# DAVIDSTUTZ

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30thOCTOBER2016

P. Márquez-Neila, P. Kohli, C. Rother, L. Baumela. Non-parametric Higher-Order Random Fields for Image Segmentation. ECCV, 2014.

Márquez-Neila et al. propose a non-parametric higher-order random field for image segmentation with applications on electron microscopy images [1] as well as classical images [2]. The proposed model has the form

$E(y) = \sum_{c \in \mathcal{P}} \phi(y_c |x_c) = \sum_{c \in \mathcal{P}} \phi_c(y_c)$

where $\mathcal{P}$ refers to a set of pixel cliques, $x$ is the observed image and $y$ denote the labels to be inferred. In theory, the cliques can have different shapes and sizes, but Márquez-Neila et al. concentrate on square patches of fixed size samples on a regular grid with fixed stride to represent the cliques. The cliques are, however, overlapping. The clique potential

$\phi_c(y_c) = \min_{q \in \{1,\ldots,t\}} \theta_q^c + d_q^c(y_c)$

combines two costs. First, $\theta_q^c$, the cost of clique $c$ matching pattern $q$ in $Y= \{y^1,\ldots,y^t\}$ being a set of patterns extracted from the training set. In particular, $\theta_q^c$ is computed as the log-posterior of the pattern $y^q$ coming from the observed pixels $x_c$:

$\theta_q^c = - \log\left(P(y^q | x_c)\right) = - \sum_i P(y_i^q | x_c)$.

The individual pixel-wise posteriors are learned using a classifier. Second, the cost $d_q^c(y_c)$ is computed by counting the number of pixels in the patch not matching the selected pattern $y^q$ and multiplying the count by the hyper parameter $\alpha$.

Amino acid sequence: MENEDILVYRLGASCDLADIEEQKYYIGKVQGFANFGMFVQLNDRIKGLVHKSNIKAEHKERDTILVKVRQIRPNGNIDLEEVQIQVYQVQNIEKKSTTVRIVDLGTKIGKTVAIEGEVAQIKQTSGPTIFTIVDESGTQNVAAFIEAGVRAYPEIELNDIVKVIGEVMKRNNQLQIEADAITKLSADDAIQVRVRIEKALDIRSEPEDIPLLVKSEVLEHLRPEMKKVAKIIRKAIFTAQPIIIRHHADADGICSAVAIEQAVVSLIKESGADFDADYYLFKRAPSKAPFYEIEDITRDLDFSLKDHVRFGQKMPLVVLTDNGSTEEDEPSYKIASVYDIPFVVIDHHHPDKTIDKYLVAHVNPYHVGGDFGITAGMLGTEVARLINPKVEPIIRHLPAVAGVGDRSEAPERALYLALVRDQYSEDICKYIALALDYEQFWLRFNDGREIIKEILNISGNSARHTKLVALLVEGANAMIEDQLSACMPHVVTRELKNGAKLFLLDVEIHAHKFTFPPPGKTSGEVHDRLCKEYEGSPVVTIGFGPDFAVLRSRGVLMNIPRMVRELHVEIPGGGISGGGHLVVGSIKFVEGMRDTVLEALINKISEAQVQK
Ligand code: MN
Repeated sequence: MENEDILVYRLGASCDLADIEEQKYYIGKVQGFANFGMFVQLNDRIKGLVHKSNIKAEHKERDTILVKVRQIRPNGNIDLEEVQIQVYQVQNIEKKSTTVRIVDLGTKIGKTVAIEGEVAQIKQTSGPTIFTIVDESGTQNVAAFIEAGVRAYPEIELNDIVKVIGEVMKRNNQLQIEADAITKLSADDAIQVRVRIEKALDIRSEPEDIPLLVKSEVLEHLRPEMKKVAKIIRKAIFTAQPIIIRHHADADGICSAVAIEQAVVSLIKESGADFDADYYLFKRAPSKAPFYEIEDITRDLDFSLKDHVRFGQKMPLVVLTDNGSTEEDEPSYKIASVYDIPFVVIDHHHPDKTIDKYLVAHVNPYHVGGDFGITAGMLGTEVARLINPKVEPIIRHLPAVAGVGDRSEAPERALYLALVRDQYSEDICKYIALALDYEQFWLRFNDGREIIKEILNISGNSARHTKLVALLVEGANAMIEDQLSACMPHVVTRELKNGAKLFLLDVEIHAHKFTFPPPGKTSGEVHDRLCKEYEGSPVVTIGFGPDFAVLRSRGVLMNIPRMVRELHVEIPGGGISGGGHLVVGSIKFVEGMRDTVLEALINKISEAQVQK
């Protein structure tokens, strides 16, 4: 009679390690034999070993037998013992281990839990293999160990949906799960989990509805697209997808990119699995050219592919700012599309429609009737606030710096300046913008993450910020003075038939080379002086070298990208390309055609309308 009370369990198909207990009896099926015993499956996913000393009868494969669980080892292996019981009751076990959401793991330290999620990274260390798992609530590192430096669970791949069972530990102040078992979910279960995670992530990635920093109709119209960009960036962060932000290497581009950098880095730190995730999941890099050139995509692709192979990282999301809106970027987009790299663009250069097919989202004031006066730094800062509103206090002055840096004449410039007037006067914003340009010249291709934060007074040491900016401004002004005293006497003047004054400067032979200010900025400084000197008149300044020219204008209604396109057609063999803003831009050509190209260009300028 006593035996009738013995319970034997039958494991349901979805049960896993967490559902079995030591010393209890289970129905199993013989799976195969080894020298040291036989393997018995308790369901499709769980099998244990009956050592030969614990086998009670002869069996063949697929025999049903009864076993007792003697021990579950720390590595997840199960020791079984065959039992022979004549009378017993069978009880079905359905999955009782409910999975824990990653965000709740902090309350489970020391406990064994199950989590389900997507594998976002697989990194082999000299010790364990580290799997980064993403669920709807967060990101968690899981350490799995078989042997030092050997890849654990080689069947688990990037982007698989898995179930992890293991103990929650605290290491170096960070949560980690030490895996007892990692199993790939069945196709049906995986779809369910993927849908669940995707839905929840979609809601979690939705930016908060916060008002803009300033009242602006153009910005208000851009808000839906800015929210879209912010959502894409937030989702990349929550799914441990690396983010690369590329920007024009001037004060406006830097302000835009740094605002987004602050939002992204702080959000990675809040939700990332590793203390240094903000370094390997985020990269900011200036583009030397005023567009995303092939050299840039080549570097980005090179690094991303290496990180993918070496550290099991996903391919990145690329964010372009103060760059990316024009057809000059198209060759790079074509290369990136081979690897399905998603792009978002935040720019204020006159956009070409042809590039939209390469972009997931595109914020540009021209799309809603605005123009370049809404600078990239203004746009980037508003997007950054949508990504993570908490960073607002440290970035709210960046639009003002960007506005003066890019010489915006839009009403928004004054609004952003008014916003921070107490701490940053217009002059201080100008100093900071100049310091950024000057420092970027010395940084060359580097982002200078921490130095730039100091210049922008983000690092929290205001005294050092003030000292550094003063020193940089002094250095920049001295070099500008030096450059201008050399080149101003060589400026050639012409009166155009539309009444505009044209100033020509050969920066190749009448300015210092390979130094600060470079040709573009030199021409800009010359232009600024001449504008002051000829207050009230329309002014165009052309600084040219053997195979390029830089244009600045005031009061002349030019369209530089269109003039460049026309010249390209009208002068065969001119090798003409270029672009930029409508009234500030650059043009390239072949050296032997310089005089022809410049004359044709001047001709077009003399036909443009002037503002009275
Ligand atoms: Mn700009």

In order to minimize the energy $E(y)$ to obtain the labeling $y$, the higher-order potentials are transformed to pairwise potentials similar to [3,4]. To this end, a pattern selection variable $z_c$ is introduced for each patch (i.e. clique). This allows to transform the clique cost:

$\\phi_c(y_c) = \min_{z_c} \theta_{z_c}^c + \alpha \sum_{i \in c} \delta(y_i \neq y^{z_c}_i)$

where $y_i^q$ is the label corresponding to pixel $i$ in the pattern $y^q$. As can be seen, the clique cost was transformed into a sum of a unary and a pairwise term (note that in the pairwise term, the involved variables are $z_c$ and $y_i$ for each pixel $i$ in the clique $c$). The transformation is also illustrated in Figure 1.

Training merely involves extracting the patterns $Y$ from a training set. At testing time, the dissimilarities, i.e. the costs, are computed after the patches/cliques have been defined. In practice, only the "closest" patterns from the set $Y$ are taken into considerations to avoid high runtimes. Inference is performed after the transformation into the pairwise form using tree-reweighted message-passing and belief propagation. For details regarding the set $Y$ and computing the costs see the paper.

• [1] A. Lucchi, Y. Li, P. Fua. Learning for Structured Prediction Using Approximate Subgradient Descent with Working Sets. CVPR, 2013.
• [2] J. Shotton, J. Winn, C. Rother, A. Criminisi. TextonBoost: Joint appearance, shape and context modeling for multi-class object recognition and segmentation. ECCV, 2006.
• [3] P. Kohli, M. P. Kumar. Energy minimization for linear envelope MRFs. CVPR, 2010.
• [4] C. Rother, P. Kohli, W. Feng, J. Jia. Minimizing sparse higher order energy functions of discrete variables. CVPR, 2009.

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